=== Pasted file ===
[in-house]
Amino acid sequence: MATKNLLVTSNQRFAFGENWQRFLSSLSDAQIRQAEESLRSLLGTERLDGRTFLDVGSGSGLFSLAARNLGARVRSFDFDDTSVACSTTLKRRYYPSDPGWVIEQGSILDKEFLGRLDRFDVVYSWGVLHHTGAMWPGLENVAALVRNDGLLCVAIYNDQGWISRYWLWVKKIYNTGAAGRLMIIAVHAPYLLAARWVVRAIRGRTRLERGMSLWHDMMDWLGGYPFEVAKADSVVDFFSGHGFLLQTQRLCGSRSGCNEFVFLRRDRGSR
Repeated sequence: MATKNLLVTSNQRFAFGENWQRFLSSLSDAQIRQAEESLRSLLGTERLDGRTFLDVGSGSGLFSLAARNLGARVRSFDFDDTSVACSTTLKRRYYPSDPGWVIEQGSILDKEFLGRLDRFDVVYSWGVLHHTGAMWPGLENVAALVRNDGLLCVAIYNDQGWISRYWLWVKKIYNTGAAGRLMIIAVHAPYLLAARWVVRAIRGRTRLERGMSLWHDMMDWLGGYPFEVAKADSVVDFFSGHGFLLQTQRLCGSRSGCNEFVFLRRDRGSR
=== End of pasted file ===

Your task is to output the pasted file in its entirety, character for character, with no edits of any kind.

[in-house]
Amino acid sequence: MATKNLLVTSNQRFAFGENWQRFLSSLSDAQIRQAEESLRSLLGTERLDGRTFLDVGSGSGLFSLAARNLGARVRSFDFDDTSVACSTTLKRRYYPSDPGWVIEQGSILDKEFLGRLDRFDVVYSWGVLHHTGAMWPGLENVAALVRNDGLLCVAIYNDQGWISRYWLWVKKIYNTGAAGRLMIIAVHAPYLLAARWVVRAIRGRTRLERGMSLWHDMMDWLGGYPFEVAKADSVVDFFSGHGFLLQTQRLCGSRSGCNEFVFLRRDRGSR
Repeated sequence: MATKNLLVTSNQRFAFGENWQRFLSSLSDAQIRQAEESLRSLLGTERLDGRTFLDVGSGSGLFSLAARNLGARVRSFDFDDTSVACSTTLKRRYYPSDPGWVIEQGSILDKEFLGRLDRFDVVYSWGVLHHTGAMWPGLENVAALVRNDGLLCVAIYNDQGWISRYWLWVKKIYNTGAAGRLMIIAVHAPYLLAARWVVRAIRGRTRLERGMSLWHDMMDWLGGYPFEVAKADSVVDFFSGHGFLLQTQRLCGSRSGCNEFVFLRRDRGSR